‘Small-Batch Roasts with Consistent Flavor’ in Fairfax City

Foundation Coffee Roasters finds success.

Foundation Coffee Roasters may not be the easiest place to find, but customers say it’s definitely worth the effort. And once they know where it is, they return.

It’s at 9650 Main St., No. 46, in Fairfax’s Fair City Mall. But it’s actually behind and down one side of the mall. Drive past Chipotle and Bed, Bath & Beyond, toward the trees, turn right and head downhill until the white-painted brick with the glass door appears.

“My head roaster and I were looking for a space large enough for us to roast our own beans and to have an open look, where people could easily find a seat and enjoy their coffee,” said owner Hae Woon Kim. “When I heard about this space, I was skeptical because it’s on the back of the shopping center and had no windows [then].

“But I saw its possibilities to provide a unique experience to people. And Fred Cornett, with Fair City Mall, believed in our ideas and liked our concept, so I’m grateful to him. We expected to open last spring, but COVID delayed it until fall. I didn’t know how comfortable people would be coming into a coffee shop, but business has been good. We’re open Monday-Saturday, 9 a.m.-5 p.m., and people are asking us to expand our hours.”

Foundation offers a wide range of hot and cold beverages, plus French pastries – homemade on site daily and overseen by a pastry chef. “We made sure our pastries and coffees complemented each other so they don’t overwhelm the taste of the coffee. And we only use quality ingredients, so they taste really good.”

Besides coffee, there are espressos, cappuccinos, lattes and affogatos, as well as hot chocolate and a variety of black, green and herbal teas. “Our teas come from Steven Smith, and we blend them to make the custom tea drinks,” said Kim. These include iced tea lattes and an Oregon chai latte.

AS FOR THE COFFEE, he said, “We’re very proud because we roast our own beans here. We’re a specialty coffee shop; our niche is that we’re so committed to our coffee. Even our syrups are house-made.” He and head roaster Brad Kim (no relation) – a former opera singer – met at church, shared their passion for coffee and joked about opening their own shop.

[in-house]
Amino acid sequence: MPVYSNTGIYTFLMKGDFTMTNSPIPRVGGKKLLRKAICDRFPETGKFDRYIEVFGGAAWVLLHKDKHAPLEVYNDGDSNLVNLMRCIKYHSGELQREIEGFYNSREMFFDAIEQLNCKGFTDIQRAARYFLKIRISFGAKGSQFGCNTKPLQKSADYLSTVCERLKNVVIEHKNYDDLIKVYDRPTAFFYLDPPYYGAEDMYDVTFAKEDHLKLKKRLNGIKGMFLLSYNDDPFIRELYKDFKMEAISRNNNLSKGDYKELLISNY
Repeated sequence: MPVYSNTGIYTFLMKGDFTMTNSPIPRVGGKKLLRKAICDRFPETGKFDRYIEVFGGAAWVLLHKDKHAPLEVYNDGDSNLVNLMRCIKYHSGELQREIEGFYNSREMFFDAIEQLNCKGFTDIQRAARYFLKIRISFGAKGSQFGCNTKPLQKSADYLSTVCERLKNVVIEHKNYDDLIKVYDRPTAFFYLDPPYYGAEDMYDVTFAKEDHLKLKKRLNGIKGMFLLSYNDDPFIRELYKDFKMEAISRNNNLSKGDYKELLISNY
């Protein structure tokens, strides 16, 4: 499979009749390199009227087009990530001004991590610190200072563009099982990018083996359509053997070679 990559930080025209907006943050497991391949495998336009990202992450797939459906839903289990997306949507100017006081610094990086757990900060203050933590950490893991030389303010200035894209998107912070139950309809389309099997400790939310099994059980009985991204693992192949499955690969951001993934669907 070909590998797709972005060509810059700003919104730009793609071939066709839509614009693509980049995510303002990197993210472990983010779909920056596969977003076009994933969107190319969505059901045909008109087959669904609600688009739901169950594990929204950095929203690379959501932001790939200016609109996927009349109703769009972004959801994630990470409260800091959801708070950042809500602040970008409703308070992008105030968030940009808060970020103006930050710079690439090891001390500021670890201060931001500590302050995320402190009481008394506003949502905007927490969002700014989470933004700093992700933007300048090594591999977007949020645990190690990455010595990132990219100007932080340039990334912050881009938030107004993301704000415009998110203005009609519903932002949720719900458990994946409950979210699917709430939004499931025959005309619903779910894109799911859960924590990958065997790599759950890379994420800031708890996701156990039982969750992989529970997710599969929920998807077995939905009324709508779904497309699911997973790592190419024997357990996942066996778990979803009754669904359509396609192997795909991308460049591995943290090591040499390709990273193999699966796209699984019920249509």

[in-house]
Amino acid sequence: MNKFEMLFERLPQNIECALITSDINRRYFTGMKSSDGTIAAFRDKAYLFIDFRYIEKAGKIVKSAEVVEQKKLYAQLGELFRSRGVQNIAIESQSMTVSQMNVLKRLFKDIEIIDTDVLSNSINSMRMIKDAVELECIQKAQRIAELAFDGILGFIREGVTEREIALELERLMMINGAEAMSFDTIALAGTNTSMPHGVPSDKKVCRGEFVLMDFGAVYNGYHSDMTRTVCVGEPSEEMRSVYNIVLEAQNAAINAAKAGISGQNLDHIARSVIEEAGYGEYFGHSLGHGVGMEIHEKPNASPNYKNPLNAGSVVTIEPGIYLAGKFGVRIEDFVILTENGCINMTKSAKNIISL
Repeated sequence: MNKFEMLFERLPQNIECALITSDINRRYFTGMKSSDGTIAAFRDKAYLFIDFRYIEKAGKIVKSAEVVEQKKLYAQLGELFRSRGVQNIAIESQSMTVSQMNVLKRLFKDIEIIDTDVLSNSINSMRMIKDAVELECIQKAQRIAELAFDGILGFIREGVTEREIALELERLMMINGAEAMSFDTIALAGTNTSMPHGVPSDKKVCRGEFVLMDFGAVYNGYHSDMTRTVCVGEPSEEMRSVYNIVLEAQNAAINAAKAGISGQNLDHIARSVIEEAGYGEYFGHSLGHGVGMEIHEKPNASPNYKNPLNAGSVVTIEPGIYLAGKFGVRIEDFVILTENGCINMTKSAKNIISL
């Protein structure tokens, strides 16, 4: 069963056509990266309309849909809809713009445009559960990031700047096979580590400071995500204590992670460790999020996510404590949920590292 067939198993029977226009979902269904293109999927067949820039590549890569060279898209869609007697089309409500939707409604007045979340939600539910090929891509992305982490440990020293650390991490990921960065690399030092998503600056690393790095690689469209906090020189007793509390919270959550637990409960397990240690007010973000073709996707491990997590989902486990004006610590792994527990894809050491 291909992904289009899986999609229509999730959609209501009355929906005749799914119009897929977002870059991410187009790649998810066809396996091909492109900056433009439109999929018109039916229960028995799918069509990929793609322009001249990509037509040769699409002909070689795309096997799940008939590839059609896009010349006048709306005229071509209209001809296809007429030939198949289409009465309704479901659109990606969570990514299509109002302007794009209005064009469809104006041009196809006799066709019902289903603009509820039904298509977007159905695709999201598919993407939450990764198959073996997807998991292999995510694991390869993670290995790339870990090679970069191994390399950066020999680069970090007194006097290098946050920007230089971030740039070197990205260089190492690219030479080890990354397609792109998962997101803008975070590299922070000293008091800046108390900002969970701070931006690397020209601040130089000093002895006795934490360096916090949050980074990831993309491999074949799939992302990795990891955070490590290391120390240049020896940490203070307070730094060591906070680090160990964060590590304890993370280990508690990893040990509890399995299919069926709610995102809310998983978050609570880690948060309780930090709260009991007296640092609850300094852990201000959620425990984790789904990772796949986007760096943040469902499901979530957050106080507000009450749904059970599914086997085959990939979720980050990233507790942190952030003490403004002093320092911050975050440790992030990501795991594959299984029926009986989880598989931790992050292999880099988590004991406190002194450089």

Hae worked in IT then and Brad became a head roaster at another coffee place. But they eventually reunited, and Foundation Coffee Roasters is the result. ”Our approach to coffee is precision and accuracy – having complete control of the coffee drinks we offer to our customers,” said Hae Kim.

They have a special, glass-walled, roasting room where customers may see their two roasters. Each one roasts 1-1/2 pounds of beans at a time to yield two 12-ounce bags of beans. Operating that way, explained Hae Kim, “We get small-batch roasts with consistent flavor, no matter what drinks people order. We’re committed to the little details, so the amount the customers pay is worthwhile. We also make sure the servers can accommodate customers’ requests without compromising quality.”

The shop’s interior is large and airy. “When designing it, I thought of a theater,” said Kim. “Center stage is the coffee bar and prep area, with raised, stadium seating and tables on the perimeter. So everyone can see what we’re doing and learn how their cup is made.”

Smooth-jazz music plays in the background. “My brother’s a jazz pianist, and he first introduced me to good, drip coffee, about 10 years ago,” said Kim.